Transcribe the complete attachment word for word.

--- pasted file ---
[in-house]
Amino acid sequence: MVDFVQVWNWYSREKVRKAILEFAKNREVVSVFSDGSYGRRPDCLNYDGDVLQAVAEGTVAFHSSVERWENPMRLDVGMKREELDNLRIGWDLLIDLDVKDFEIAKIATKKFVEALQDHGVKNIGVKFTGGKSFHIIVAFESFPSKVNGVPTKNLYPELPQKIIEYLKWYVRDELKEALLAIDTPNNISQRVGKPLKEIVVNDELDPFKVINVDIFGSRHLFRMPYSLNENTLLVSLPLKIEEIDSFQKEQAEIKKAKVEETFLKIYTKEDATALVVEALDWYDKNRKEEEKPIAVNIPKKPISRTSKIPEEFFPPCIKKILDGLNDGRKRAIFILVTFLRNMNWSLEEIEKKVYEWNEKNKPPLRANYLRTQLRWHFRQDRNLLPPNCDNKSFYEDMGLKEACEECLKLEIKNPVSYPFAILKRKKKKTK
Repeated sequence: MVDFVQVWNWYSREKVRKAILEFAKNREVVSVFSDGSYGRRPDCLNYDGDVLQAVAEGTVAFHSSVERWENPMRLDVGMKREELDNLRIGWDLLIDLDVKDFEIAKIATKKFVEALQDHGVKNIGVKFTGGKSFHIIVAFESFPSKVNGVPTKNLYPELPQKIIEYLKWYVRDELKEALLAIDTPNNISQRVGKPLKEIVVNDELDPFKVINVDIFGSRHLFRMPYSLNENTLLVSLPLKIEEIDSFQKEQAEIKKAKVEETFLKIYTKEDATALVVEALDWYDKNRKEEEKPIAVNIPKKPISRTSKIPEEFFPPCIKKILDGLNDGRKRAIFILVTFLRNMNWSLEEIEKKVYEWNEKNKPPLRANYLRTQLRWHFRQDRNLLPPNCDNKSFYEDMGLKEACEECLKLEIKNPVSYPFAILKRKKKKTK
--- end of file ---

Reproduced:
[in-house]
Amino acid sequence: MVDFVQVWNWYSREKVRKAILEFAKNREVVSVFSDGSYGRRPDCLNYDGDVLQAVAEGTVAFHSSVERWENPMRLDVGMKREELDNLRIGWDLLIDLDVKDFEIAKIATKKFVEALQDHGVKNIGVKFTGGKSFHIIVAFESFPSKVNGVPTKNLYPELPQKIIEYLKWYVRDELKEALLAIDTPNNISQRVGKPLKEIVVNDELDPFKVINVDIFGSRHLFRMPYSLNENTLLVSLPLKIEEIDSFQKEQAEIKKAKVEETFLKIYTKEDATALVVEALDWYDKNRKEEEKPIAVNIPKKPISRTSKIPEEFFPPCIKKILDGLNDGRKRAIFILVTFLRNMNWSLEEIEKKVYEWNEKNKPPLRANYLRTQLRWHFRQDRNLLPPNCDNKSFYEDMGLKEACEECLKLEIKNPVSYPFAILKRKKKKTK
Repeated sequence: MVDFVQVWNWYSREKVRKAILEFAKNREVVSVFSDGSYGRRPDCLNYDGDVLQAVAEGTVAFHSSVERWENPMRLDVGMKREELDNLRIGWDLLIDLDVKDFEIAKIATKKFVEALQDHGVKNIGVKFTGGKSFHIIVAFESFPSKVNGVPTKNLYPELPQKIIEYLKWYVRDELKEALLAIDTPNNISQRVGKPLKEIVVNDELDPFKVINVDIFGSRHLFRMPYSLNENTLLVSLPLKIEEIDSFQKEQAEIKKAKVEETFLKIYTKEDATALVVEALDWYDKNRKEEEKPIAVNIPKKPISRTSKIPEEFFPPCIKKILDGLNDGRKRAIFILVTFLRNMNWSLEEIEKKVYEWNEKNKPPLRANYLRTQLRWHFRQDRNLLPPNCDNKSFYEDMGLKEACEECLKLEIKNPVSYPFAILKRKKKKTK